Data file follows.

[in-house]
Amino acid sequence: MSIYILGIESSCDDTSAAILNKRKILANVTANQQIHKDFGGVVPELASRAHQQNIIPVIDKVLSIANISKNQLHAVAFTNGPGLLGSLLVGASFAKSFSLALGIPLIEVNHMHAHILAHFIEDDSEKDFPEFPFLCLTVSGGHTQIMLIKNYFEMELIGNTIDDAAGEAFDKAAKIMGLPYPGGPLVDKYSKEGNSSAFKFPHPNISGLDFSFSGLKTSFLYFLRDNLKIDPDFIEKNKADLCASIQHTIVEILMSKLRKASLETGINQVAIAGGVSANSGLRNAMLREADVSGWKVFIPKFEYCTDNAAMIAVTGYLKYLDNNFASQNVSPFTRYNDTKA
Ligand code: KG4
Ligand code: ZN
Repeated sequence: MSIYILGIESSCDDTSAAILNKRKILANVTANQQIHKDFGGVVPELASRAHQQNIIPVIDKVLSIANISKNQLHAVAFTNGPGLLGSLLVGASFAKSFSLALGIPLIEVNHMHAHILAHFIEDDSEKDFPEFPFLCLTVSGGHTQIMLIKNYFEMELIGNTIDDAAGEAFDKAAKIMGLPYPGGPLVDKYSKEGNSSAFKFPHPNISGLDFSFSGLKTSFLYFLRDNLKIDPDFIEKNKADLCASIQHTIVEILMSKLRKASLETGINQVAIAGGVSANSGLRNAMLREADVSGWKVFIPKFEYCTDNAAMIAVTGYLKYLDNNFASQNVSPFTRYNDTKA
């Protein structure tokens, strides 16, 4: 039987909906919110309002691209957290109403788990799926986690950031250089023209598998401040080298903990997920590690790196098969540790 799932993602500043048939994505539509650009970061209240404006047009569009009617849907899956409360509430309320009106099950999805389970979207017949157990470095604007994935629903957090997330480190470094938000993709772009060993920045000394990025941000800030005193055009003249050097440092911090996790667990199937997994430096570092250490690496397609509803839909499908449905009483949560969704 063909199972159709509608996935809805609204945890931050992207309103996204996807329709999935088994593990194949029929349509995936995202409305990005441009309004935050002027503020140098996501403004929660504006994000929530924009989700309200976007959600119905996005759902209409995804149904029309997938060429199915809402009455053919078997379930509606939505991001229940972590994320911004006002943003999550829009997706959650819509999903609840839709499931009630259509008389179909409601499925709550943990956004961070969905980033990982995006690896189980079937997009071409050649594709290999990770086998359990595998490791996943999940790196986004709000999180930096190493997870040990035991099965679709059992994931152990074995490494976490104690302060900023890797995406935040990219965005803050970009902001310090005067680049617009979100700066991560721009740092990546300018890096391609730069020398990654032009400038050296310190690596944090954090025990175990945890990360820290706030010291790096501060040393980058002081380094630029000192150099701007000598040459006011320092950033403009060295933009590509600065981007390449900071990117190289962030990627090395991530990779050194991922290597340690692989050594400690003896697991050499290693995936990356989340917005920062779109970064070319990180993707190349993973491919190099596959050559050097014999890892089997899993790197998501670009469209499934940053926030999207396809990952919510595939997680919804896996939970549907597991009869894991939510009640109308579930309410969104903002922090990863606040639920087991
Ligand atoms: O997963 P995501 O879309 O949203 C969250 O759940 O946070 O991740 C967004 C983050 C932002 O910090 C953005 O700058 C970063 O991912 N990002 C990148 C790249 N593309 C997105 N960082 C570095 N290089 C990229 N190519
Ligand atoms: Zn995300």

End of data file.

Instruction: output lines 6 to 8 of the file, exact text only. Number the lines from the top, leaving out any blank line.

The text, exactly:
């Protein structure tokens, strides 16, 4: 039987909906919110309002691209957290109403788990799926986690950031250089023209598998401040080298903990997920590690790196098969540790 799932993602500043048939994505539509650009970061209240404006047009569009009617849907899956409360509430309320009106099950999805389970979207017949157990470095604007994935629903957090997330480190470094938000993709772009060993920045000394990025941000800030005193055009003249050097440092911090996790667990199937997994430096570092250490690496397609509803839909499908449905009483949560969704 063909199972159709509608996935809805609204945890931050992207309103996204996807329709999935088994593990194949029929349509995936995202409305990005441009309004935050002027503020140098996501403004929660504006994000929530924009989700309200976007959600119905996005759902209409995804149904029309997938060429199915809402009455053919078997379930509606939505991001229940972590994320911004006002943003999550829009997706959650819509999903609840839709499931009630259509008389179909409601499925709550943990956004961070969905980033990982995006690896189980079937997009071409050649594709290999990770086998359990595998490791996943999940790196986004709000999180930096190493997870040990035991099965679709059992994931152990074995490494976490104690302060900023890797995406935040990219965005803050970009902001310090005067680049617009979100700066991560721009740092990546300018890096391609730069020398990654032009400038050296310190690596944090954090025990175990945890990360820290706030010291790096501060040393980058002081380094630029000192150099701007000598040459006011320092950033403009060295933009590509600065981007390449900071990117190289962030990627090395991530990779050194991922290597340690692989050594400690003896697991050499290693995936990356989340917005920062779109970064070319990180993707190349993973491919190099596959050559050097014999890892089997899993790197998501670009469209499934940053926030999207396809990952919510595939997680919804896996939970549907597991009869894991939510009640109308579930309410969104903002922090990863606040639920087991
Ligand atoms: O997963 P995501 O879309 O949203 C969250 O759940 O946070 O991740 C967004 C983050 C932002 O910090 C953005 O700058 C970063 O991912 N990002 C990148 C790249 N593309 C997105 N960082 C570095 N290089 C990229 N190519
Ligand atoms: Zn995300």